These are rare unicondylar fractures that occur in the coronal plane and are associated with palmar, or dorsal, dislocations. If the PIP joint is dislocated dorsally, a coronal dorsal fracture is present. If the PIP joint is dislocated palmarly, a coronal palmar fracture is associated.
Typically these fractures are the results of sports injuries, occurring as a result of axial loading associated with hyperflexion or hyperextension. Condylar fractures tend to be very unstable and should usually be treated operatively. If conservative treatment is attempted, secondary displacement leads to angulation of the finger.
Caveat These fractures are rare, but difficult to treat. There is an increased risk of joint stiffness resulting from these fractures. It is wise to use magnifying loupes in these procedures. Gentle and precise handling throughout the procedure is mandatory.
For this procedure the following approaches may be used:
Articular fractures must be reduced anatomically, otherwise, the articular cartilage may be damaged, leading to painful degenerative joint disease and digital deformities. This illustration shows how displacement may lead to abrasion and shearing of the articular cartilage, and also to instability.
Closed reduction of the dislocation
Dorsal dislocation Apply traction to the finger with the PIP joint in partial flexion, and exert dorsal pressure on the displaced condyle in order to reduce the dislocation.
Palmar dislocation Apply traction to the finger with the PIP joint in extension and exert palmar pressure on the displaced condyle in order to reduce the dislocation.
In dorsal fragments
In dorsal fragments, part of the fracture line on the lateral aspect of the head is covered by the collateral ligament. Flexing the PIP joint will draw back the collateral ligament, which can be further retracted with a hook to expose the dorsal fragment.
In palmar fragments
In palmar dislocations, the collateral ligament complex is torn or partially torn. In most cases, the remnant of the collateral ligament can be retracted gently to reveal the palmar condylar fracture line.
Reduce the fracture
In order to gain better visualization of the fracture, use a syringe to clear out blood clot with a jet of Ringer lactate. Gently reduce the fragment with a dental pick. Be careful to avoid fragmentation.
The opposite joint surface of the middle phalanx can be used as a template for reduction.
Small dorsal articular defect If a small articular fragment is present, it can be excised. This will not compromise stability or flexion of the PIP joint.
Small palmar articular incongruency Any incongruency on the palmar side is critical and can impede movement. It must be anatomically reduced and fixed.
Location of the drill holes
On the lateral intraarticular aspects of the condyles, there is a small ridge on each side. These are uniquely suited for screw placement, as the screws can be buried deep to the edge of the cartilage without violating the joint surface and avoiding causing irritation.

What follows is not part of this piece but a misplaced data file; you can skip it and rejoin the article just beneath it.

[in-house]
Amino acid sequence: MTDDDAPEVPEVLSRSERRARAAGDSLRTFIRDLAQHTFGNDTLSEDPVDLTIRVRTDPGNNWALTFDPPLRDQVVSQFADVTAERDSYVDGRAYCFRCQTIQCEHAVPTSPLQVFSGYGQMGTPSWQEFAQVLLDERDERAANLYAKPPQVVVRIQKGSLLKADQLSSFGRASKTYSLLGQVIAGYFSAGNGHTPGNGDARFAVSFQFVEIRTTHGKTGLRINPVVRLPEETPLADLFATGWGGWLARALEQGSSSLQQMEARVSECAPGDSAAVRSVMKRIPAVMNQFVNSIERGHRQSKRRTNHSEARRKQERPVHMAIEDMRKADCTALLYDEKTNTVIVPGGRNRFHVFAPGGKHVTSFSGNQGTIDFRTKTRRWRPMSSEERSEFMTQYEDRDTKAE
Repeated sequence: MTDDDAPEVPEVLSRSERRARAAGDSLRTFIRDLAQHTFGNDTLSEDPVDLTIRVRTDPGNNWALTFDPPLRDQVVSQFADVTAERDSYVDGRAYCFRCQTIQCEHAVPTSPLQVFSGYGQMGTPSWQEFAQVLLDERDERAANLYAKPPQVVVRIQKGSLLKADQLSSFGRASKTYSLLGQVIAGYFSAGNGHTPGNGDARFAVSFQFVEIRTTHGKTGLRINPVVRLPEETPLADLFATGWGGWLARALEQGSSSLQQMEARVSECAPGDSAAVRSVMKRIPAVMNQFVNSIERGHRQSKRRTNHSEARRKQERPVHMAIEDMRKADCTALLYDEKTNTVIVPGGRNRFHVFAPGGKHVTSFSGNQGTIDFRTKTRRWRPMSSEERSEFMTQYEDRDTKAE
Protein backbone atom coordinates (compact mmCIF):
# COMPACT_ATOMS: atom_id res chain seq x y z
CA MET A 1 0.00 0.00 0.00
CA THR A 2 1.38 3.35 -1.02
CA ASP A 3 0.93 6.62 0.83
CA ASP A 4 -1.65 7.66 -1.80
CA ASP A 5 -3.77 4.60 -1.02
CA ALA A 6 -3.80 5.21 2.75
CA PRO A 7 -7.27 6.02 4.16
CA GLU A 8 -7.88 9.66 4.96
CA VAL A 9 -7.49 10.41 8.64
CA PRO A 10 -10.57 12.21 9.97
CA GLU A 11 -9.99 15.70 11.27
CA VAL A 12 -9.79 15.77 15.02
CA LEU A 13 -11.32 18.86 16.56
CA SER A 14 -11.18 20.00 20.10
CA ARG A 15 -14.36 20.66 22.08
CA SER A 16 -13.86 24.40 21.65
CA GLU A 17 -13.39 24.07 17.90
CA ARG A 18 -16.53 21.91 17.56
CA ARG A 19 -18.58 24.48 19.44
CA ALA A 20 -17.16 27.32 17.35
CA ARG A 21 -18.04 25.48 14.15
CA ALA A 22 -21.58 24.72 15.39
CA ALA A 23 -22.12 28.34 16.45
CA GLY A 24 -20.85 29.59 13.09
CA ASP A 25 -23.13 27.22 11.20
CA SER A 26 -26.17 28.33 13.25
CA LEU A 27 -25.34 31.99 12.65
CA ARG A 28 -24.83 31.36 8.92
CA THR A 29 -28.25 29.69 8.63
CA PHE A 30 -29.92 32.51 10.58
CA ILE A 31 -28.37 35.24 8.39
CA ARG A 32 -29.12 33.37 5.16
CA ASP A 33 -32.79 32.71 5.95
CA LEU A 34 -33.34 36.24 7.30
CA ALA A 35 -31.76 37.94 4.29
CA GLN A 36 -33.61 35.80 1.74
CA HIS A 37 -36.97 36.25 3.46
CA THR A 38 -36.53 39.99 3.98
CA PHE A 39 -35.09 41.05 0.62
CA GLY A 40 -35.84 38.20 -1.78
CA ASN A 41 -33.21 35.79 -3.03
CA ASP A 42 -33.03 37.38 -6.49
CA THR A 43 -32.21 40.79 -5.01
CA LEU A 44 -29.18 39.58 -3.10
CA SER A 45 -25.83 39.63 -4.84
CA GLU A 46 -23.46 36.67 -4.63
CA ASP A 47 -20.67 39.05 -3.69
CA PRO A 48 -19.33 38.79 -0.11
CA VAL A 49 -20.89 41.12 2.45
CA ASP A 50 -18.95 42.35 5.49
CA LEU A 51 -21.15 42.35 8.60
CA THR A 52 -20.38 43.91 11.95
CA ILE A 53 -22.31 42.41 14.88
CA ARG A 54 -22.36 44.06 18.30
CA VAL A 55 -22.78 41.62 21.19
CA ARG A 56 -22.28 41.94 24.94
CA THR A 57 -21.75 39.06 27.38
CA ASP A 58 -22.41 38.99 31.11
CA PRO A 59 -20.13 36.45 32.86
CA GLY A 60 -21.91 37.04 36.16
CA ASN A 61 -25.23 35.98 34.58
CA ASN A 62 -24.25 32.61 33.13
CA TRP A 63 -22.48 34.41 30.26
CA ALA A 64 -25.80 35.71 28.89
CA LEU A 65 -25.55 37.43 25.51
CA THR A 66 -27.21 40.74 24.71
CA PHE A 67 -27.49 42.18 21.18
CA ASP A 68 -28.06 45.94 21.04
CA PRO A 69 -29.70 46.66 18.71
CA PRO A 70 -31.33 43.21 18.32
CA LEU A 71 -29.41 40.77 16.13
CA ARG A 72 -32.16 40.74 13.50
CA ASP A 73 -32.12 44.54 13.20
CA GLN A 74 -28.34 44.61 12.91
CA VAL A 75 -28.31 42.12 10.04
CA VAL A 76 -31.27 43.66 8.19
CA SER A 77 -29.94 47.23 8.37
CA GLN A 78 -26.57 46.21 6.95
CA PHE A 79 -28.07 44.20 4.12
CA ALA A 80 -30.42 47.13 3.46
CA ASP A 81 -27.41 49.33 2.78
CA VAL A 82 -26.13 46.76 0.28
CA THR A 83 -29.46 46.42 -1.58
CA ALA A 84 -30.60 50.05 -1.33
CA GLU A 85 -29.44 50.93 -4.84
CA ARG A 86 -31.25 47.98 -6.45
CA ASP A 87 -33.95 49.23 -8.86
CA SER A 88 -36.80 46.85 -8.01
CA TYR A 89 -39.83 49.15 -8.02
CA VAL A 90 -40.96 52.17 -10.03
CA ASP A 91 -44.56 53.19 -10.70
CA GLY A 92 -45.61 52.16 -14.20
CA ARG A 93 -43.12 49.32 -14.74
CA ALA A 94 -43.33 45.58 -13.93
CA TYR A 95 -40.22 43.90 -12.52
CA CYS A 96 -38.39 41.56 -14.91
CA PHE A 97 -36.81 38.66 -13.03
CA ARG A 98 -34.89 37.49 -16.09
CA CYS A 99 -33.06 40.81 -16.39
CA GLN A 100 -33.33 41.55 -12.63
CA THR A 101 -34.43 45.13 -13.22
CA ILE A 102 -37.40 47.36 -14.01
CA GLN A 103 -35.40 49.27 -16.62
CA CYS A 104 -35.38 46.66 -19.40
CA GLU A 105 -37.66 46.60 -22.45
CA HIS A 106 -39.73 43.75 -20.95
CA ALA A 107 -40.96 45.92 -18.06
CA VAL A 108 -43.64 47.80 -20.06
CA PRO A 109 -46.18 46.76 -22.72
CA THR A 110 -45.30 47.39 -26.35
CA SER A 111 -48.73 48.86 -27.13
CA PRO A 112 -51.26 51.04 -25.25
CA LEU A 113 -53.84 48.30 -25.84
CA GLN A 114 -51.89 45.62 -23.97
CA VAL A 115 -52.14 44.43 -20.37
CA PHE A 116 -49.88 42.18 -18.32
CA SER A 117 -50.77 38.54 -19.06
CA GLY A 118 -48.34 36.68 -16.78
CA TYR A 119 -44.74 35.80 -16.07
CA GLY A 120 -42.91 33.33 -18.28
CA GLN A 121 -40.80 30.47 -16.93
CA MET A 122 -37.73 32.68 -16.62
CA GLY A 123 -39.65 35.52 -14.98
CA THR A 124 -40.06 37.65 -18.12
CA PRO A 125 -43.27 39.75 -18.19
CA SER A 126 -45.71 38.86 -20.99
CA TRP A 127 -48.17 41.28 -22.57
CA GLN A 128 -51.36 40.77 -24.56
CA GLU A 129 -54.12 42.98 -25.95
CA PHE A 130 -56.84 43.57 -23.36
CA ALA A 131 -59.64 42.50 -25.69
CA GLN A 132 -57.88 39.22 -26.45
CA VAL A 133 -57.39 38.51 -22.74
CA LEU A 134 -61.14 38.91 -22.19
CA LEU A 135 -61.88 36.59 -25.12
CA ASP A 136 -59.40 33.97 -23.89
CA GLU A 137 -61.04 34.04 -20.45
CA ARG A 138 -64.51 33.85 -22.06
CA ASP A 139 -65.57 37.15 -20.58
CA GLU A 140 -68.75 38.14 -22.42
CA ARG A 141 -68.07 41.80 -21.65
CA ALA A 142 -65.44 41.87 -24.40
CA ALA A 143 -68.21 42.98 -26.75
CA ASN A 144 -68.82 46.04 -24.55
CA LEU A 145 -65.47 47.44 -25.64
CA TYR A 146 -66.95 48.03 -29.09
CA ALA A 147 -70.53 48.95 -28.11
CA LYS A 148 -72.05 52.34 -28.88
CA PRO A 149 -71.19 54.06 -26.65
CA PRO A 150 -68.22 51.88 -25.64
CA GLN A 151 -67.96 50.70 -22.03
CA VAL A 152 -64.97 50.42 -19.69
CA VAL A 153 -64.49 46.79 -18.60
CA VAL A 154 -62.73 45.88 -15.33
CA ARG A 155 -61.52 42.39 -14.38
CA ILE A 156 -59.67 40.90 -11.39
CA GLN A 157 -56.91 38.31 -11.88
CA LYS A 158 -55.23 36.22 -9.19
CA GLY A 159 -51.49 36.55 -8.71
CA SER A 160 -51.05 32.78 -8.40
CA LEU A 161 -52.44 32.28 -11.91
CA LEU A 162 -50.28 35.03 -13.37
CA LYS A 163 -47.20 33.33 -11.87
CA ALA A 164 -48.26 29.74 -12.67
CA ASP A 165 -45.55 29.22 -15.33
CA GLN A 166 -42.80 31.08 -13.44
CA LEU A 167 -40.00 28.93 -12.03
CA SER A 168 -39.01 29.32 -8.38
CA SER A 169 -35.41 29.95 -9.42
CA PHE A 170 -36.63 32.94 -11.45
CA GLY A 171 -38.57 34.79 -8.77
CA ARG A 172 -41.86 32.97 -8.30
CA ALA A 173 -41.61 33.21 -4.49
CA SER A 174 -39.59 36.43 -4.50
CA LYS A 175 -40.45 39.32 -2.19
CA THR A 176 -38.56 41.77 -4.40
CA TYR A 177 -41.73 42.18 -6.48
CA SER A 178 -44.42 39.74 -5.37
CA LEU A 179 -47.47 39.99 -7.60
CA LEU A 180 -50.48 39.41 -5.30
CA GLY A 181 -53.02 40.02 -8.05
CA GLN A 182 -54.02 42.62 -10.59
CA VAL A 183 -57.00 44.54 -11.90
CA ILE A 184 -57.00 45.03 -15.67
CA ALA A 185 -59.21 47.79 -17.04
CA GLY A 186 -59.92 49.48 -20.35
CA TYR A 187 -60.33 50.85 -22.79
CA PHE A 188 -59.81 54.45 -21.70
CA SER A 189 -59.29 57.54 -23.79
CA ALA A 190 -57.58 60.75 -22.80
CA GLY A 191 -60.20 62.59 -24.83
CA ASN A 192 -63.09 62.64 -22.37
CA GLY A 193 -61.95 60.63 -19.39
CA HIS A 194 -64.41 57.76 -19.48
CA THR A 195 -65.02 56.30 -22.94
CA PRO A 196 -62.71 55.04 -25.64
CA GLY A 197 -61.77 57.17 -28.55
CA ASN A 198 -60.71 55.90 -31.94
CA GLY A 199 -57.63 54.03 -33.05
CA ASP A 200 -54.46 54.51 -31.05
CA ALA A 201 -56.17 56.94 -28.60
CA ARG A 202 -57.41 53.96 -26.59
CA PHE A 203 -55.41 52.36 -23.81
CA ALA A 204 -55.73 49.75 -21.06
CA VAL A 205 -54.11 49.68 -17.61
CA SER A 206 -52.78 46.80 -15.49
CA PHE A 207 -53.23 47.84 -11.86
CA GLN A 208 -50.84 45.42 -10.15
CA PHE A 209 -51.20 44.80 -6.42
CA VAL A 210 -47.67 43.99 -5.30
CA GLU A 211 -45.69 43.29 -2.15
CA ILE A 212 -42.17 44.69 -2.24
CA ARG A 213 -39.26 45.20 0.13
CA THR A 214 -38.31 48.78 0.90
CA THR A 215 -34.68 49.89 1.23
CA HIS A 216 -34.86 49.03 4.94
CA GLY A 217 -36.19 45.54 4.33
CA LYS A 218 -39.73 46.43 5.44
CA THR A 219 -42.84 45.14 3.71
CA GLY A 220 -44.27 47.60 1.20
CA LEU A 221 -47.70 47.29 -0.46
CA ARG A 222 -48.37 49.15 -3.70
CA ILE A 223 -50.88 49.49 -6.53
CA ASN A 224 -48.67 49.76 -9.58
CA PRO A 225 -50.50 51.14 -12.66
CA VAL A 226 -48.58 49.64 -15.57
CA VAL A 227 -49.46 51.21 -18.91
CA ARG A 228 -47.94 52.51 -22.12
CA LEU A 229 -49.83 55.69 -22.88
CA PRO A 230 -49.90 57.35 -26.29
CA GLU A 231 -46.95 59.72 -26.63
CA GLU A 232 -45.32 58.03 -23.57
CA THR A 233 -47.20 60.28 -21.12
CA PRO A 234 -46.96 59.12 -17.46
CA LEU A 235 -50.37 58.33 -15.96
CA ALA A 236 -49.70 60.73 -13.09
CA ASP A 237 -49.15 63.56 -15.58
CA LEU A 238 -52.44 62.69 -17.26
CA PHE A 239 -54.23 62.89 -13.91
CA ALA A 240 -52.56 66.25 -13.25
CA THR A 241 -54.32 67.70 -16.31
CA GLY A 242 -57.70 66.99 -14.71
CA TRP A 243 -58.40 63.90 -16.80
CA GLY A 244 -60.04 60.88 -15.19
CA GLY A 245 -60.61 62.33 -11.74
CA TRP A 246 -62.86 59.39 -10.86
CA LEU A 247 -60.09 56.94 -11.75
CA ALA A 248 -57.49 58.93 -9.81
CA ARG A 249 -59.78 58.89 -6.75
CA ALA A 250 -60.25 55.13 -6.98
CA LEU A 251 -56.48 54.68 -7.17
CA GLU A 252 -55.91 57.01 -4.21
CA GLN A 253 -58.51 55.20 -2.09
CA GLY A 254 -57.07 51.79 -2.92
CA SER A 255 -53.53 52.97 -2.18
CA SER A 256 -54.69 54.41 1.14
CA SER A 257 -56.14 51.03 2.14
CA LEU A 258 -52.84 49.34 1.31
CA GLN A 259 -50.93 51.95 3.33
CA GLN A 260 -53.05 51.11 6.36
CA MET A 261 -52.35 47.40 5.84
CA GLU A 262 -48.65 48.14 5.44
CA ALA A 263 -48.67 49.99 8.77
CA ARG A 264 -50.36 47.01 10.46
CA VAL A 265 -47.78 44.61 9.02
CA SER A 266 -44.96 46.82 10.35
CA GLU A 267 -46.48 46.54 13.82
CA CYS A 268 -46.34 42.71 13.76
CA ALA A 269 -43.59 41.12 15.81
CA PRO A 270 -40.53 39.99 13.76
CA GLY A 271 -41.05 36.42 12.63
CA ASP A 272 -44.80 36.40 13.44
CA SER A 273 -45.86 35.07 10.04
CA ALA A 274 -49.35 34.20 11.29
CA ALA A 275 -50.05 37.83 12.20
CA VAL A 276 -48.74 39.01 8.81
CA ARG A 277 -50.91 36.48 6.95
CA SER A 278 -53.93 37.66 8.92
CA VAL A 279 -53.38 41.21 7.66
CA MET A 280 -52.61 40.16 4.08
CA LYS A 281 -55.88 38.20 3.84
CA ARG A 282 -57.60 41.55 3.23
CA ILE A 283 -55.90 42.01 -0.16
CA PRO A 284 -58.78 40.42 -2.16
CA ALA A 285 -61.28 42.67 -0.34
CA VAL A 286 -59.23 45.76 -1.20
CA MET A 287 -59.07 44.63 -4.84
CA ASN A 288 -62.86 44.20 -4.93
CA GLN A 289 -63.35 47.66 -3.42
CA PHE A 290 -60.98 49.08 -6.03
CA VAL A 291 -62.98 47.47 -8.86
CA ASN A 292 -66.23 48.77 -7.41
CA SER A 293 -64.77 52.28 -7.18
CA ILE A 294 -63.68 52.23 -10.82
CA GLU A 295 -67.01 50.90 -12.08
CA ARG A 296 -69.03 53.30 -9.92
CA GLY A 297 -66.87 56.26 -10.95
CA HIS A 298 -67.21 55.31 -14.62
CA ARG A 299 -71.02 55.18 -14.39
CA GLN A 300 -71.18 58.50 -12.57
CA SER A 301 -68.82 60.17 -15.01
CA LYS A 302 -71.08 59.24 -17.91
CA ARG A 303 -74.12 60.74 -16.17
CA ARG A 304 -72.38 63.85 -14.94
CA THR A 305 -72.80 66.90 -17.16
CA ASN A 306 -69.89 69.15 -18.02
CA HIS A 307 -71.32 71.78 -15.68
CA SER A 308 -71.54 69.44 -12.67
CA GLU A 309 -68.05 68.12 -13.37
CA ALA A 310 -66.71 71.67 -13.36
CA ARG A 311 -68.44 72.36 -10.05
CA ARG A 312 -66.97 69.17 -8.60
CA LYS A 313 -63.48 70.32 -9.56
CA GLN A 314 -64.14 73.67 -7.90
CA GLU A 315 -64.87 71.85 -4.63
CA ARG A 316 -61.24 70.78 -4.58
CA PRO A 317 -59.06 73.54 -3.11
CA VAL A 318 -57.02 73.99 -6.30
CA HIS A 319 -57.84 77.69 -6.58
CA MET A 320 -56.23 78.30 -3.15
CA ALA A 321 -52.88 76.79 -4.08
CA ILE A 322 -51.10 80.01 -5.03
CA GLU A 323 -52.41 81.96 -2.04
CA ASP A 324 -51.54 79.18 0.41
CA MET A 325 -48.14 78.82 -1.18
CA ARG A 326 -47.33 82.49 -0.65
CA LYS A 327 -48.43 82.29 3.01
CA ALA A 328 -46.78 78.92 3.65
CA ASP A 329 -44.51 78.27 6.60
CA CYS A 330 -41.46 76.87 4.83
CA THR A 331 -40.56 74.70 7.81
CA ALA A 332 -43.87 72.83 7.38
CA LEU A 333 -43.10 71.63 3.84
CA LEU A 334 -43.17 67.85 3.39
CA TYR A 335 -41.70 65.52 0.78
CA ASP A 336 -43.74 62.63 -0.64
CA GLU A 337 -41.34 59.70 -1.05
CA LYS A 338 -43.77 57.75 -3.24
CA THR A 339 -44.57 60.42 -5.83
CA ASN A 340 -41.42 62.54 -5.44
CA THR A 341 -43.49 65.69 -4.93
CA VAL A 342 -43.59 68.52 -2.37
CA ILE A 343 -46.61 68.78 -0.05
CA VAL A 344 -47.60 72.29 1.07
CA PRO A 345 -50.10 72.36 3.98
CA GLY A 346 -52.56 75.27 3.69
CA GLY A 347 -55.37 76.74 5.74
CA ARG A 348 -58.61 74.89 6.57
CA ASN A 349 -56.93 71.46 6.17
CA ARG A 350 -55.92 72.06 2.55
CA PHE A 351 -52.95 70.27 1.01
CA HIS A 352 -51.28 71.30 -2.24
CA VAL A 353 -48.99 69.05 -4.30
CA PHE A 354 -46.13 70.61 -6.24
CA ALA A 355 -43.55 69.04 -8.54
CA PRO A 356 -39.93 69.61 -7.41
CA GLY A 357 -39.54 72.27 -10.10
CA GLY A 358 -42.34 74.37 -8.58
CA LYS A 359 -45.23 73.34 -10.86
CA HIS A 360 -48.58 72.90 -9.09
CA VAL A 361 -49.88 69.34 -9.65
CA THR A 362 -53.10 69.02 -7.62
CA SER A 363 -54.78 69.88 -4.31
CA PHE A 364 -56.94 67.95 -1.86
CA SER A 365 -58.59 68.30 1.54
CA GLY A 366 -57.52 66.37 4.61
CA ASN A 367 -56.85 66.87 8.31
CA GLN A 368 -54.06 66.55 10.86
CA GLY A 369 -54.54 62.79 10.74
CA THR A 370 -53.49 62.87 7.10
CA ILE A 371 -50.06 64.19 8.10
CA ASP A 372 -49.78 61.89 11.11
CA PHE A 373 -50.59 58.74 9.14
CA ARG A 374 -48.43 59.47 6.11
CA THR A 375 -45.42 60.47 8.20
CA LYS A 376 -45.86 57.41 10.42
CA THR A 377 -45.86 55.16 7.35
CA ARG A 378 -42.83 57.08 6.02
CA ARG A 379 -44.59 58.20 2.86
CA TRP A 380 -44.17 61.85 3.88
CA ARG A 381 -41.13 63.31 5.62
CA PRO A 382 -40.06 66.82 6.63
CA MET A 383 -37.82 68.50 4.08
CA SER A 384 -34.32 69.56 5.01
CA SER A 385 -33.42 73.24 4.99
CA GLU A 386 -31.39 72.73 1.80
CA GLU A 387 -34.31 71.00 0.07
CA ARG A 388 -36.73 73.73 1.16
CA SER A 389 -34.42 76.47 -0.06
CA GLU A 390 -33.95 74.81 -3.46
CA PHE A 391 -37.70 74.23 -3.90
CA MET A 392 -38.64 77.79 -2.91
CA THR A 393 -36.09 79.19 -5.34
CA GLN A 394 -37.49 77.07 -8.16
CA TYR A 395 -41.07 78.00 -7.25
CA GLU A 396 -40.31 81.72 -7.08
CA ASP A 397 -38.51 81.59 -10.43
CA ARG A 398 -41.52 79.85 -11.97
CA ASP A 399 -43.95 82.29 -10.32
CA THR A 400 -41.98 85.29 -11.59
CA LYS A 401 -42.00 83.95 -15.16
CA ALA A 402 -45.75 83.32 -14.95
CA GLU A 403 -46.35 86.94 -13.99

Drill a gliding hole as perpendicularly to the fracture plane as possible, using a 1.0 mm drill bit for a 1.0 mm screw. Use a 0.8 mm drill bit to drill a thread hole in the opposite fragment, just through the far (trans) cortex.
Dorsal fragment In a dorsal fragment, fixation is from dorsal to palmar.
Palmar fragment In a palmar fragment, fixation is from palmar to dorsal.
Insert lag screw
Insert the lag screw. Carefully tighten the screw to achieve interfragmentary compression.
While the patient is in bed, use pillows to keep the hand elevated above the level of the heart to reduce swelling.
In cases of dorsal fracture dislocation with intact collateral ligaments, an Edinburgh splint is not necessary, and buddy strapping is applied postoperatively.
In cases of palmar fracture dislocation associated with collateral ligament tearing, a removable splint is applied at the end of the operation, with the hand in an intrinsic plus position (“safe” or “Edinburgh” position).
Immobilize the hand in a safe position for 3 weeks.
Keep ligament extended
The reason of immobilization of the MP joint in flexion is to maintain its collateral ligament at maximal length, avoiding scar contraction.
PIP joint extension in this position also maintains length of the volar plate.
Begin with active motion exercises as soon as patient comfort permits.
Instruct the patient to lift the hand regularly overhead, in order to mobilize the shoulder and elbow joints.
See patient 5 days after surgery to check the wound, clean and change the dressing. After 10 days, remove the sutures. Check x-rays.
The implants may need to be removed in cases of soft-tissue irritation.
In case of joint stiffness, or tendon adhesion’s restricting finger movement, tenolysis, or arthrolysis become necessary. In these circumstances, take the opportunity to remove the implants.